Maintain or improve customer satisfaction.

To improve on the previous year’s achievement, or maintain satisfaction at or above 90 per cent.

Increase range of electronic services available to customers.

Delivered portfolio of information services:

operator compliance risk score reports;

test history maintenance reports; and

vehicle encounter reports.

Online vehicle test bookings service available to commercial customers.

Improve the consistency of vehicle testing services across the country.

1/3rd reduction in the variation of the initial test fail rates from 2006-07 national average while maintaining quality test standards.

Improve the quality and consistency of the private vehicle testing service to the public.

Delivered a risk-based enforcement system to target the serious and serially non-compliant vehicle testing stations (VTS).

Contribute to improved road safety through better targeting on non-compliant vehicles and drivers.

65 per cent improvement in targeting of enforcement action at the roadside compared with 2004-05.

35 per cent increase in the number of dangerous vehicles and drivers being taken off the road compared with 2004-05.

Contribute to more reliable journeys on the strategic road network, improved road safety, minimised congestion.

20 per cent increase in volume of checks nationally on “at risk” goods vehicles on international journeys compared with 2006-07.

Reduce the burden of commercial operation.

Implemented DfT plan for licensing reform.

Delivered DfT plan for graduated fixed penalties and deposits.

Deliver modernised support services to traffic commissioners.

80 per cent of new service level agreement measures with traffic commissioners achieved.

Deliver final year of VOSA’s four-year Value for Money Plan.

Four-year cumulative plan delivered:

£13.3 million cost saving;

469 gross headcount reduction*; and

16 per cent increase in effectiveness.

Increase the take-up of existing electronic services available to customers.

69 per cent overall take-up achieved for existing e-services.

The key targets for the Government Car and Despatch Agency are:

Secretary of State Targets

To break even on an accruals basis

To maintain a high level of customer satisfaction through the following:

to maintain a customer satisfaction index (CSI) score at least at 2005-06 levels of 86.7 per cent; and

to maintain accreditation for ISO 9001

To reduce the environmental impact of the agency

By March 2008 to reduce the average tailpipe emissions of the government fleet by 5 per cent compared with March 2007 levels

To increase the use of alternative engine and fuel technology in GCDA vehicles by 10 per cent by March 2008 against 2006-07 levels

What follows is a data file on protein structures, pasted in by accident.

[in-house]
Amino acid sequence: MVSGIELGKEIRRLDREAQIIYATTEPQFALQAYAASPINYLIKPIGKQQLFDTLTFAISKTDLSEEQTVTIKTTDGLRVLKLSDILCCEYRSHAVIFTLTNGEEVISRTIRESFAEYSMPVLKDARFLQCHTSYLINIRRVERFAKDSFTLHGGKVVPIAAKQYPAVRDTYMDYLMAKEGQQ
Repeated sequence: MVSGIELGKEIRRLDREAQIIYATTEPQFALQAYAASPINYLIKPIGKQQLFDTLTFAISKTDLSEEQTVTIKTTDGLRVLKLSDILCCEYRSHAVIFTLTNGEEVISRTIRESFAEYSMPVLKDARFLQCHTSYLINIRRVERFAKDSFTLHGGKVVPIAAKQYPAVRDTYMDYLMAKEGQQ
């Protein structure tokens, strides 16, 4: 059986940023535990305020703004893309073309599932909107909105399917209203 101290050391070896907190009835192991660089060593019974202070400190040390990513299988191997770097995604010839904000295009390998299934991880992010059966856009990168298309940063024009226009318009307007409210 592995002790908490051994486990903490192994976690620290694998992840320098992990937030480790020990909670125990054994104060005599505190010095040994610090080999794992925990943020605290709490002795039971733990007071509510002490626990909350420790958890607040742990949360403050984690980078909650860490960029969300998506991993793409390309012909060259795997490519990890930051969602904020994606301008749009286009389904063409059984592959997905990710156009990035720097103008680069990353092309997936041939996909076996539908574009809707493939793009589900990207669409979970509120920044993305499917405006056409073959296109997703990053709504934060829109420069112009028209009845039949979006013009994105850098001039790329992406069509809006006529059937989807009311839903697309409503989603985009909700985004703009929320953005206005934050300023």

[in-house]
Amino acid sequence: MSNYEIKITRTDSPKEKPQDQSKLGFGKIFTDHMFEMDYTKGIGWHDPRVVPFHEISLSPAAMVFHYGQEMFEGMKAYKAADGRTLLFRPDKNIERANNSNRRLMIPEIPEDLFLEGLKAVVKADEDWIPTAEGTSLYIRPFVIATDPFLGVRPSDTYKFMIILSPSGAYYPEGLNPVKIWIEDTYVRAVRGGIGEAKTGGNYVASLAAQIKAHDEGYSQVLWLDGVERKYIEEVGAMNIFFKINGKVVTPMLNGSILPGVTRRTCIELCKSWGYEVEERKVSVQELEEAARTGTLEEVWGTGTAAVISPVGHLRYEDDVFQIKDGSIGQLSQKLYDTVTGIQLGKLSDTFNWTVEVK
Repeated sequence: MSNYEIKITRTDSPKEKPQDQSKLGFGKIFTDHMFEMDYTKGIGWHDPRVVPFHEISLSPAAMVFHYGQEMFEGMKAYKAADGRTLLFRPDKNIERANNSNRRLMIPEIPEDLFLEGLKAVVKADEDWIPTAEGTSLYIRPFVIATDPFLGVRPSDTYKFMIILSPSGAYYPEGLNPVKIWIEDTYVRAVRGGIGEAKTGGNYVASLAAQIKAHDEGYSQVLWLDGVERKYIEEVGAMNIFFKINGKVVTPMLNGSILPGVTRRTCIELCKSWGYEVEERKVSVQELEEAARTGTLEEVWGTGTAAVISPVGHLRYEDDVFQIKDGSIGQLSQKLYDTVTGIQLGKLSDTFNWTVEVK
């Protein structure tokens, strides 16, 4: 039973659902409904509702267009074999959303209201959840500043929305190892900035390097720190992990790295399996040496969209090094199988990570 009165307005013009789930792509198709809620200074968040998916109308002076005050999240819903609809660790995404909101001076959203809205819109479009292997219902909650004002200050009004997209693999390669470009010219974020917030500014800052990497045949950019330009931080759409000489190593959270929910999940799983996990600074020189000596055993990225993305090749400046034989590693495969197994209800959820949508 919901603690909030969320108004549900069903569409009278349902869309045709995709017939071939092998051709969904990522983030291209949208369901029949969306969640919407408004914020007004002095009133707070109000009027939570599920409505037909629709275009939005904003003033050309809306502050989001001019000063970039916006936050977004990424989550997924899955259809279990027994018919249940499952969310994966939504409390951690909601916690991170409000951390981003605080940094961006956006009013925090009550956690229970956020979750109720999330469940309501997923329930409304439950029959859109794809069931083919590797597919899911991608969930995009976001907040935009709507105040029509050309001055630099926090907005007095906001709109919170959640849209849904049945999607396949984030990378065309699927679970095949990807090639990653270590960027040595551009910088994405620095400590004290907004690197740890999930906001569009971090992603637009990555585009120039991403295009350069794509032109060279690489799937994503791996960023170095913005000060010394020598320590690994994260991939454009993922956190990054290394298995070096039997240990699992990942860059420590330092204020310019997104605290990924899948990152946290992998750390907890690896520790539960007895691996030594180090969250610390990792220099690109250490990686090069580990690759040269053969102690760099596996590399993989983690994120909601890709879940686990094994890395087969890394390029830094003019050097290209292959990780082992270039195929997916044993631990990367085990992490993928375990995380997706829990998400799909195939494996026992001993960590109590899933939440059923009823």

To reduce the administrative charges to customers by 2 per cent against 2006-07

* 109 can be redirected into front-line enforcement activity

Health: Medical Careers

My right honourable friend the Secretary of State for Health (Patricia Hewitt) has made the following Written Ministerial Statement.

In my Statement to the House on 19 March, (Official Report, col. 557-8) I set out the background to the review of the new national recruitment and selection process for doctors in postgraduate training. I outlined the decisions that had been made by the review group up to that date. As the review group continued to meet last week, the purpose of this Statement is to provide a further update on progress.

The review group issued a further statement on 22 March. This said:

Building on last week's announcement, at a minimum, every long-listable applicant who applied through Medical Training Application Service (MTAS) and meets the eligibility criteria for their relevant specialty will be invited for an interview. Under this guaranteed interview scheme, candidates will be able to choose which of their preferences to be interviewed for in light of geographic specialty-specific and specialty training level-specific competition ratios which will be available on the MTAS website. We are in discussion about the implications of this for the timetable.

The recruitment system has worked satisfactorily for general practice and this will continue. In other specialities, there is evidence that the short-listing process was weak and we will therefore eliminate this part of the process immediately. In contrast, the interview process has been working and therefore the revised approach will ensure that all long-listable candidates will be interviewed. The review group believes that this new approach is the most equitable and practical solution available. The group also recognises the enormous effort by the consultants, service and deans that has already taken place to ensure that the interview process has worked. The time and effort required for further interviews is recognised by the service and the time required will be made available. Therefore first choice interviews that have already taken place should not need to be repeated.

In accordance with the advice already issued, we reiterate that all interviews will be informed by the use of CVs and portfolios and probing questions.